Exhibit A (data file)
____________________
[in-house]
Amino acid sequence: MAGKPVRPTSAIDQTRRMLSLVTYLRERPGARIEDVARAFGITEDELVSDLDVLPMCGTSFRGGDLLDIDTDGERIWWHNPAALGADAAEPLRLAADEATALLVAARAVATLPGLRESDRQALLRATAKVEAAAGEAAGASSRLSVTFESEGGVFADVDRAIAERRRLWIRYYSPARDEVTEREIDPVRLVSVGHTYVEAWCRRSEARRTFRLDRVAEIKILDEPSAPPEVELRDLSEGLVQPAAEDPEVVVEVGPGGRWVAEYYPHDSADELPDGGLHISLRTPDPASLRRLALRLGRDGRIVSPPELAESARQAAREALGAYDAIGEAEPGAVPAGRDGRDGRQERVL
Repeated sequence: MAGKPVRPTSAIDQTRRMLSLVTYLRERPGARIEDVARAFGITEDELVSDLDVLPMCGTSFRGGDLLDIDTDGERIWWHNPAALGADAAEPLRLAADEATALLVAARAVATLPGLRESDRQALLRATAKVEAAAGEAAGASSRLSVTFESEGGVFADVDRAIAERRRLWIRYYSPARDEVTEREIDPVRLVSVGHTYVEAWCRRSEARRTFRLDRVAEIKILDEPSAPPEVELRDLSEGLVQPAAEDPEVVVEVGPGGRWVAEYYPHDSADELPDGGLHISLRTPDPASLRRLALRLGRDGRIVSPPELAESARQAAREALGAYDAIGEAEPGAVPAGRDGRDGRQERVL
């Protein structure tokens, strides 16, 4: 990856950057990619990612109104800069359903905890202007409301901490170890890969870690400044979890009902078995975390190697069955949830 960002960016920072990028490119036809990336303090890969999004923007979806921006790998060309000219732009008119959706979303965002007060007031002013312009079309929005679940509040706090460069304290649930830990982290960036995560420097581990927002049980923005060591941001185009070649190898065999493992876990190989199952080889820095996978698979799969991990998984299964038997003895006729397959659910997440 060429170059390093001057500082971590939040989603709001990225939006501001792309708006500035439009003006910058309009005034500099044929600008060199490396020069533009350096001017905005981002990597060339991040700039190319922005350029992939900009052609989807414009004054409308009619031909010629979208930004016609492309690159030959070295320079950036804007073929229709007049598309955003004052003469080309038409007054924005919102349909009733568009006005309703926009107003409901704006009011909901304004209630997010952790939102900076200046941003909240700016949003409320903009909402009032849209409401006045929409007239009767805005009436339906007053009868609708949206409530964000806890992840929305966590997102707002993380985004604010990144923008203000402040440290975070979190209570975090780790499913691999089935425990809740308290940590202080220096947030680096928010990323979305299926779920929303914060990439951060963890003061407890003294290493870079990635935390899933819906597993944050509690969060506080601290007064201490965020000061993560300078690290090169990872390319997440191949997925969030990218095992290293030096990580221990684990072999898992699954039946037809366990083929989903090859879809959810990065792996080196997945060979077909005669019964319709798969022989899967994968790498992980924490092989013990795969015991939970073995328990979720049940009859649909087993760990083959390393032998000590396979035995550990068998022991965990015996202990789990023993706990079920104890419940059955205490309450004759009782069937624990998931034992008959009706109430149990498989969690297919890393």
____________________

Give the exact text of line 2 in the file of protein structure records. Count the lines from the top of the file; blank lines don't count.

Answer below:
Amino acid sequence: MAGKPVRPTSAIDQTRRMLSLVTYLRERPGARIEDVARAFGITEDELVSDLDVLPMCGTSFRGGDLLDIDTDGERIWWHNPAALGADAAEPLRLAADEATALLVAARAVATLPGLRESDRQALLRATAKVEAAAGEAAGASSRLSVTFESEGGVFADVDRAIAERRRLWIRYYSPARDEVTEREIDPVRLVSVGHTYVEAWCRRSEARRTFRLDRVAEIKILDEPSAPPEVELRDLSEGLVQPAAEDPEVVVEVGPGGRWVAEYYPHDSADELPDGGLHISLRTPDPASLRRLALRLGRDGRIVSPPELAESARQAAREALGAYDAIGEAEPGAVPAGRDGRDGRQERVL